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False cognates are pairs of words that seem to be "cognates because of similar sounds and meaning, but have different etymologies; they can be within the same "language or from different languages.[1] For example, the English word dog and the "Mbabaram word dog have exactly the same meaning, "but by complete coincidence. This is different from "false friends, which are similar-sounding words with different meanings, but which may in fact be etymologically related. (For example: Spanish dependiente looks like dependent, but means employee as well.)

Even though false cognates lack a common root, there may still be an indirect connection between them (for example by "phono-semantic matching or "folk etymology).



The term "false cognate" is sometimes misused to refer to "false friends, but the two phenomena are distinct.[1][2] False friends occur when two words in different languages or dialects look similar, but have different meanings. While some false friends are also false cognates, many are genuine cognates (see "False friends § Causes).[2] For example, English pretend and French prétendre are false friends, but not false cognates, as they have the same origin.[3]

"Mama and papa" type[edit]

The basic kinship terms "mama and papa (together with the wider class of Lallnamen) comprise a special case of false cognates. The striking cross-linguistical similarities between these terms are thought to result from the nature of "language acquisition. According to Jakobson (1962), these words are the first word-like sounds made by "babbling babies; and parents tend to associate the first sound babies make with themselves and to employ them subsequently as part of their "baby-talk lexicon. Thus, there is no need to ascribe the similarities to common ancestry. This hypothesis is supported by the fact that these terms are built up from speech sounds that are easy to produce ("nasals like ["m] or ["n], typically for "mother" words, or "plosives like ["p], ["b], ["t], ["d], typically for "father" words, along with the low "vowel ["a]). However, variants occur; for example, in "Old Japanese, the word for "mother" was papa, and in "Slavic languages, baba is a common nickname for "grandmother", as in "Baba Yaga and babushka. In Georgian, the usual pattern (nasal for "mother", plosive for "father") is inverted: the word for "father" is mama, and the word for "mother" is deda.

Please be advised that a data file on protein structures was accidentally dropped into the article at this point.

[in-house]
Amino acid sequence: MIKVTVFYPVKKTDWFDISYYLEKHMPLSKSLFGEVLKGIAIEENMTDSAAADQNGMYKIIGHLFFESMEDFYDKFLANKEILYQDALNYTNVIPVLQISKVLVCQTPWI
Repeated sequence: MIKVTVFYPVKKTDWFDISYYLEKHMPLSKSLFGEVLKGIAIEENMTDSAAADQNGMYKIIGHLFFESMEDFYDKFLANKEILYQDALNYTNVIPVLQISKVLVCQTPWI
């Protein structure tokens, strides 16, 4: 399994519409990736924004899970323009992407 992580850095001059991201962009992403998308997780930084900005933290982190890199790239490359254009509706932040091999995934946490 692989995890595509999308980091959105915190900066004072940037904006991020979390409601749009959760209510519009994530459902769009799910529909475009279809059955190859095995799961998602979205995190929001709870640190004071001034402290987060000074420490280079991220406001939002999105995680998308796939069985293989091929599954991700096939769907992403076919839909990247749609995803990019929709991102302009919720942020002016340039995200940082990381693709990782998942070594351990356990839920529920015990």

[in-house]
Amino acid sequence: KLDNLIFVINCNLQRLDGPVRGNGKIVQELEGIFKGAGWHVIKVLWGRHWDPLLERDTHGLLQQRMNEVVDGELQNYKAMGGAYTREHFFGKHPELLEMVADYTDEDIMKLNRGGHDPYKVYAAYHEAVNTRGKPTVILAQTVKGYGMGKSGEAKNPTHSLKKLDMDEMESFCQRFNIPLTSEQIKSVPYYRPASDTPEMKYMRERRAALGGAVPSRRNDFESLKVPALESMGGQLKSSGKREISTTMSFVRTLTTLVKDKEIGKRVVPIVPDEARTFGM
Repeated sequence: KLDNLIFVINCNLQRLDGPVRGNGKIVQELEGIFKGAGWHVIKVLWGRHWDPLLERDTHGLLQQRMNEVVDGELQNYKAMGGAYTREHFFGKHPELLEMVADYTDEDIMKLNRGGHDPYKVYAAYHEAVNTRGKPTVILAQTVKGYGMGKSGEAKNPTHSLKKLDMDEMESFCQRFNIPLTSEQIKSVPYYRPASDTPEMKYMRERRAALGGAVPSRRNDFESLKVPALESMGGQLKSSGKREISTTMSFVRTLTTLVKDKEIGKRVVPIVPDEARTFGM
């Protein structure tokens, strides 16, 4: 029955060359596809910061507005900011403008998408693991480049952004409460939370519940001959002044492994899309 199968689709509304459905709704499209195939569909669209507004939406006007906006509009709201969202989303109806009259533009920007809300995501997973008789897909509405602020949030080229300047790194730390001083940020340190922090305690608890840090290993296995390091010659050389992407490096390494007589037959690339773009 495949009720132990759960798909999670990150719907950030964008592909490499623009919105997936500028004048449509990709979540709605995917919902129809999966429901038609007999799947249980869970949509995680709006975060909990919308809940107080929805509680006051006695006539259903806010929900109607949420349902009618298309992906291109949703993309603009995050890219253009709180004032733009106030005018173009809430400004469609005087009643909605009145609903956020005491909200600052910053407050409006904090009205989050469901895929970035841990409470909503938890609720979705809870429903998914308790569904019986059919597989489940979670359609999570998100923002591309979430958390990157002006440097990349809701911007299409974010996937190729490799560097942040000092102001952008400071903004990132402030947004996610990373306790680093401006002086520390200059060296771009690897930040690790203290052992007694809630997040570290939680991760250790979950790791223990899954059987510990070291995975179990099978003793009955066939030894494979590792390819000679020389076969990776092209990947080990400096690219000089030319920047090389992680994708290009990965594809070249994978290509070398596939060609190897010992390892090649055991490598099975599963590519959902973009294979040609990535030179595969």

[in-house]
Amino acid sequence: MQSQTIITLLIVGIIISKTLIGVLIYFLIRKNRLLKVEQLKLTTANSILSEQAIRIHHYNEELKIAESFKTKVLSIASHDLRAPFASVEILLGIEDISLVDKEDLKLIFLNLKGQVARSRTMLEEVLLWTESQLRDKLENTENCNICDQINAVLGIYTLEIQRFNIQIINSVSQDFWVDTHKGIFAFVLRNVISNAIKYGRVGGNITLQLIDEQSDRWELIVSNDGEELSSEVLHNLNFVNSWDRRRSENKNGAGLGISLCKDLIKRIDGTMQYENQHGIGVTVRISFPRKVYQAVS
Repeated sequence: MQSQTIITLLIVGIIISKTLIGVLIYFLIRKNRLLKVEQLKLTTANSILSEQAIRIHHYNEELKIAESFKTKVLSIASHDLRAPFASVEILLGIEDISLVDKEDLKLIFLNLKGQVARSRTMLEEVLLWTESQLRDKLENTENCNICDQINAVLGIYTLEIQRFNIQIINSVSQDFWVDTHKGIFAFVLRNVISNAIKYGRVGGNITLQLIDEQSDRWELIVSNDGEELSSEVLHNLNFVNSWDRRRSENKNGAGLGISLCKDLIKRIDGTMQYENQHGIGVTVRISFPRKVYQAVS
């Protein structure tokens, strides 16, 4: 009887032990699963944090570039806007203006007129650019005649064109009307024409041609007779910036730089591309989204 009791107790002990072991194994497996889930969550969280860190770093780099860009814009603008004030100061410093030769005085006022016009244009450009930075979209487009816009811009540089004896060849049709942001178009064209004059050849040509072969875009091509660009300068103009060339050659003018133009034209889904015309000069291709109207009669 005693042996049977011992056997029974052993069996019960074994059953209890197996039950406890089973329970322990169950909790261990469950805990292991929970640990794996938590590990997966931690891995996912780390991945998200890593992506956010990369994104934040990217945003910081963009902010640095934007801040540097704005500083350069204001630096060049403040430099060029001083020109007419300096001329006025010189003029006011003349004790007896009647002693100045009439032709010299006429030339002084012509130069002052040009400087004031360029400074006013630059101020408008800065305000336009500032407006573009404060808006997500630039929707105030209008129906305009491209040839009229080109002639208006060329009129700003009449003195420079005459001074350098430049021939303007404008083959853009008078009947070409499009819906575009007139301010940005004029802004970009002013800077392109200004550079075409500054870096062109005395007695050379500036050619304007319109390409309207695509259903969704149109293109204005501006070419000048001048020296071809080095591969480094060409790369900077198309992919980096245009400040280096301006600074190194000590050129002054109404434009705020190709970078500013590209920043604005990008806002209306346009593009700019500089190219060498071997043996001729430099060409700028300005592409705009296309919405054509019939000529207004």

See also[edit]


  1. ^ Inherited from Old English -as, see "Middle English#Nouns and "Old English grammar#Nouns
  2. ^ from Latin focus
  3. ^ from *fu(w)er-, from Proto-Germanic *fōr ~ *fun-, see Kroonen, Guus (2013), Etymological Dictionary of Proto-Germanic, Leiden: Brill
  4. ^ Hungarian fiú is from Proto-Uralic *pojka, while Romanian fiu is from Latin filius.


  1. ^ a b Moss (1992), p. ?.
  2. ^ a b Chamizo-Domínguez (2008), p. 166.
  3. ^ "Harper, Douglas. "Pretend". The Online Etymological Dictionary. Retrieved 2015-09-14. 
  4. ^ Harper, Douglas. "ache". Online Etymology Dictionary. Douglas Harper. Retrieved 29 August 2014. 
  5. ^ a b c d e f "Lyle Campbell, Historical Linguistics: An Introduction, 3rd edition, p. 350
  6. ^ a b c d e f g "Campbell, Lyle; Mixco, Mauricio J. (2007). A Glossary of Historical Linguistics. Edinburgh University Press. p. 29. "ISBN "978 0 7486 2378 5. 
  7. ^ "Oxford English Dictionary, Second edition.
  8. ^ Martin, Samuel E. (1966). "Lexical Evidence Relating Korean to Japanese". Language. 42 (2): 187. "doi:10.2307/411687. 
  9. ^ Taggart, Caroline (5 November 2015). "New Words for Old: Recycling Our Language for the Modern World". Michael O'Mara Books – via Google Books. 
  10. ^ "Lyle Campbell, Historical Linguistics: An Introduction, 3rd edition, p. 355
  11. ^ Online Etymology Dictionary
  12. ^ "LIV s. v. *sleh₂gʷ-, *lembʰ-
  13. ^ de la Fuente, José Andrés Alonso (2010). "Urban legends: Turkish kayık 'boat' and "Eskimo" Qayaq 'Kayak'" (PDF). Studia Linguistica Universitatis Iagellonicae Cracoviensis. Retrieved 2015-03-06. 

Further reading[edit]

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